Before I headed off to the University, I wish someone had sat down with me and shown me the financial facts on paper. Now that I am older and a little more experienced, I can see how the money-thing works. But, back then I really needed someone to enlighten me. Bear with me on this, as my numbers reflect figures from 20 years ago. In my head it would have went like this:

Ok Wes, three months from now, you will be starting school. Tuition for the year costs $4K; Books cost $500; Room & Board will be $7K. How much do you think you will need for gas & entertainment each month? One hundred dollars. Ok, that is every month, over nine months, we will just plan for an even $1K. So, totaling that up, we have $12.5K. Now, that is the total of your expenses.

What about income? Your GI Bill is $150/month for nine months, annually that is $1350. You make $133/month for your Army Reserve Drill weekends, annually that equals almost $1600. With two weeks of Annual Training, you have another $500. You have a part-time job, right? Yes. That gives you another $2450 per year. Is that it? Yes. Ok, well, your total annual income is $5900. That leaves you with a shortfall of $6600, how do you propose to make up the difference? Well, with student loans of course. Student loans? Really, ok! Can we look ahead to the future? Sure.

You plan to be there for three years. After three years, you will have a shortfall, or student loan debt of $20K. Then, what do you plan to do? Get my Masters Degree. Oh, do you have to attend Graduate School? Yes, for architecture I will need more than a 4-year degree. You need a professional degree for architecture! Ok, here’s a good school, and after two years there, you will have another $30K in student loan debt. So, now, we have you fresh out of school with $50K of student loan debt. What do you think your starting salary will be? I do not know, but I have always been told architects make lots of money. You are not sure; except that you are sure whatever it is, it will be enough. Pretty much, I do not plan on making six figures right out of school, but I should be able to live well enough.

Ok, well – I took the liberty to research starting salaries in architecture. Based on these figures, you are looking at about $25K per year. Wow! What do you mean “wow”? That seems like a lot, at least compared to what I am making today. Oh, you think that is a lot, because it is almost 5 times what you are making today – I see. Care to look at how that breaks down after taxes and deductions. Sure. First a few questions: Would you like Health Insurance? Of course. And 401K? Yes. And how much? 3%, I will start small and build up over time. And you live in the city, right? Yes. So, an additional 1% income tax. Ok, bottom line: you will receive an average $1443 per month – some months a little more, some a little less, as you will get paid every two weeks. Care to see how far that goes? Guess it would be good to know!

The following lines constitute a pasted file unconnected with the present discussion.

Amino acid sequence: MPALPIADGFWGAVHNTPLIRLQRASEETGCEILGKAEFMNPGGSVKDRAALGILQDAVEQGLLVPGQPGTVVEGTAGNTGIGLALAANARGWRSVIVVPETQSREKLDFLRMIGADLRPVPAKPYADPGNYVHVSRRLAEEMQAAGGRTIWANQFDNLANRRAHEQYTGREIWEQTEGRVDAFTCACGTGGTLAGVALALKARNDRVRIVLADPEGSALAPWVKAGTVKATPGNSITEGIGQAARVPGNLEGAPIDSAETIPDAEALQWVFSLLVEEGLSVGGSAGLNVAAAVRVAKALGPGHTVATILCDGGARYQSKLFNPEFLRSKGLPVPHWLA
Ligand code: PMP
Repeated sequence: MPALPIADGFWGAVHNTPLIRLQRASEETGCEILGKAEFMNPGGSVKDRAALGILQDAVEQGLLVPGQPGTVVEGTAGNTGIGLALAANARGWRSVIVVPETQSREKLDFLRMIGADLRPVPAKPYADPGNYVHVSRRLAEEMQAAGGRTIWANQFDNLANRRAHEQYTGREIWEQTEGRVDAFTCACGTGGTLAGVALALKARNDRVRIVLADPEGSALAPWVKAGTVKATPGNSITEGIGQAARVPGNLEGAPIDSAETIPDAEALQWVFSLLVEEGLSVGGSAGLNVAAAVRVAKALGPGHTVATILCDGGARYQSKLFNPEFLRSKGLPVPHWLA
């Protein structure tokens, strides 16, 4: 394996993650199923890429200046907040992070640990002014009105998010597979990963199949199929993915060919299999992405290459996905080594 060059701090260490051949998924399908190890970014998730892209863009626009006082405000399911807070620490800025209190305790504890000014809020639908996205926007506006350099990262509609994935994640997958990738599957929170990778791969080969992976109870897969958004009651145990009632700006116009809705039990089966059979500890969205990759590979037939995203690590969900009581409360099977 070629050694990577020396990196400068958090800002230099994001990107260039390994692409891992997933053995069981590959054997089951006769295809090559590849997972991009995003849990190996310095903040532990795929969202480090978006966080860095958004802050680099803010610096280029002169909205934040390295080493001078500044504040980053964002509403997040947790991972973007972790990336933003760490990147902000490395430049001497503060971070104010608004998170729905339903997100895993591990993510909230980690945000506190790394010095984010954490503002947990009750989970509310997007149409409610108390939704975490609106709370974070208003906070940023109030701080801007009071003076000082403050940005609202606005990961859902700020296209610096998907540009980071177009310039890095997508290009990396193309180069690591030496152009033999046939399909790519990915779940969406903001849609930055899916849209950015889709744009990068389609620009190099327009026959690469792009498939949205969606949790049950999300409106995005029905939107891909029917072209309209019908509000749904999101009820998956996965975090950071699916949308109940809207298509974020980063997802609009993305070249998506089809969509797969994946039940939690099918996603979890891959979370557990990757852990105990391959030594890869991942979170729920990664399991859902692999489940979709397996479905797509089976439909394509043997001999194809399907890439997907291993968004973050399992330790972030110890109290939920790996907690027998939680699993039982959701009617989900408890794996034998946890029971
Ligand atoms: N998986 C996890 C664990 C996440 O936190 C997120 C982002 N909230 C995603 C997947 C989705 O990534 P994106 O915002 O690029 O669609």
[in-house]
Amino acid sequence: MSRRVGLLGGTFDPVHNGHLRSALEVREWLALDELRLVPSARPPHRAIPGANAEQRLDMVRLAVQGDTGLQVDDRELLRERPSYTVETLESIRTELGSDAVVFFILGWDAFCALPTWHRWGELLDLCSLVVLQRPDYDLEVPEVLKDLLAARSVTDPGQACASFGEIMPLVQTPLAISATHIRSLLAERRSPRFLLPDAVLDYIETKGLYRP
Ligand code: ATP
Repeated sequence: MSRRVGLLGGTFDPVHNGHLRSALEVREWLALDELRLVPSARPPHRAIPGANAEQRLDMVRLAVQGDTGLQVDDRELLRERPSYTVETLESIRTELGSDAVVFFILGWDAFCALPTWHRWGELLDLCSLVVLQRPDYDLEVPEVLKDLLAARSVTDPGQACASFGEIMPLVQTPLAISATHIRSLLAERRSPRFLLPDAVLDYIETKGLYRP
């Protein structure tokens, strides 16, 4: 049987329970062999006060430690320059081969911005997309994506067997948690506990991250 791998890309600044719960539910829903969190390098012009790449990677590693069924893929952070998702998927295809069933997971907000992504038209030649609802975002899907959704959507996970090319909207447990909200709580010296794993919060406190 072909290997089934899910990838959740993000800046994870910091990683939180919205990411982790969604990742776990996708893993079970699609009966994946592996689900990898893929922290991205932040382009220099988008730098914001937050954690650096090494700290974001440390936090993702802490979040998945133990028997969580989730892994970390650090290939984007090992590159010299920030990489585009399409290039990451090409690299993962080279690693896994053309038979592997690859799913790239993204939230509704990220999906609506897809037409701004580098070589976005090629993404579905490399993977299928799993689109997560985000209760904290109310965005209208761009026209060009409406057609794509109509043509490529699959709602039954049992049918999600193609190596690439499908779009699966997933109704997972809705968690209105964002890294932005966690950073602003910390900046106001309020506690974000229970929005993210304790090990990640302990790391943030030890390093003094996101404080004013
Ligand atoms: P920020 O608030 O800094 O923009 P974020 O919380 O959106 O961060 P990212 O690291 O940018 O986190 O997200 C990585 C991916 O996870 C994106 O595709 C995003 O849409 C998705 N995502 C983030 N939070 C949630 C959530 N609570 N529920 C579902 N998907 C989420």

Architecture Income: $1443
Reserve Income: $150

Total Income: $1593

Rent: $500
Car Payment: $230
Utilities: $100
Cable: $50
Cell Phone: $50
Food: $250
Gas: $150
Student Loan Payments: $253
Total Expenses: $1583

Total Income – Total Expenses: $10

Well, would you look at that – you did it! You are $10 ahead. Oh, but wait, you are a young man. Were you planning on going out on the weekends? Of course. $10 is not going to get you very far! No, it is not.

Wes, looking out five years into the future, what do you think of this plan now?

The fact is that I did not look five years into the future before I started at the University. Due to my choices, which lacked wisdom, knowledge, and counsel – this was the predicament I was saddled with, more or less, when I finished graduate school in 1995.

Is it little wonder why I was searching so desperately for answers to my money problem?

What about you? Have you taken the time to see how much you spend each month? I am not just talking about the mortgage/rent, food, gas, and utilities. What about the little things? The things that add up, slowly each month, perhaps on a credit card, and become long-term debt. If you are to ever win at this thing called money, you need a plan (a budget) - "on paper, on purpose before each month begins." (DR) 

Start today, use a small notebook and track each dollar you spend for the next 30 days. The truth might just shock you into starting an all-inclusive spending plan next month. When you do that, you will start to change your money spending behaviors.

To be continued...